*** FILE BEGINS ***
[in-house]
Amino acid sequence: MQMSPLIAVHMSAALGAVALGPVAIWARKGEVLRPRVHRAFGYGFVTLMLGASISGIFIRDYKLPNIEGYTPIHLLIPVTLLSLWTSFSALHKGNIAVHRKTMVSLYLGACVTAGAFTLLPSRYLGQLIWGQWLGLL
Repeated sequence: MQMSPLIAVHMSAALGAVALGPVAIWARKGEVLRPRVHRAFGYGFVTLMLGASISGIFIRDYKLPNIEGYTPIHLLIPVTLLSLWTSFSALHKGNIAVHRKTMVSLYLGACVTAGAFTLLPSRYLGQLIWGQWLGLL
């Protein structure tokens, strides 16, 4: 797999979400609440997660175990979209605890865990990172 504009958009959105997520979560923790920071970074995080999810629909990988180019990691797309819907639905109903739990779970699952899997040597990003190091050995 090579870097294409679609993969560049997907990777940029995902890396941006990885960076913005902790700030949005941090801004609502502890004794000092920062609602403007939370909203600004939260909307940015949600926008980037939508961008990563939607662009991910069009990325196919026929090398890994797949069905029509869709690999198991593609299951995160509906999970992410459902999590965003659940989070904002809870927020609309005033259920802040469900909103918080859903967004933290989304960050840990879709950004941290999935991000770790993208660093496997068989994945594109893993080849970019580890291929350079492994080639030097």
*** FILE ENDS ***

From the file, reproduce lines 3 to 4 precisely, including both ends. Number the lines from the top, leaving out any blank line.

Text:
Repeated sequence: MQMSPLIAVHMSAALGAVALGPVAIWARKGEVLRPRVHRAFGYGFVTLMLGASISGIFIRDYKLPNIEGYTPIHLLIPVTLLSLWTSFSALHKGNIAVHRKTMVSLYLGACVTAGAFTLLPSRYLGQLIWGQWLGLL
């Protein structure tokens, strides 16, 4: 797999979400609440997660175990979209605890865990990172 504009958009959105997520979560923790920071970074995080999810629909990988180019990691797309819907639905109903739990779970699952899997040597990003190091050995 090579870097294409679609993969560049997907990777940029995902890396941006990885960076913005902790700030949005941090801004609502502890004794000092920062609602403007939370909203600004939260909307940015949600926008980037939508961008990563939607662009991910069009990325196919026929090398890994797949069905029509869709690999198991593609299951995160509906999970992410459902999590965003659940989070904002809870927020609309005033259920802040469900909103918080859903967004933290989304960050840990879709950004941290999935991000770790993208660093496997068989994945594109893993080849970019580890291929350079492994080639030097």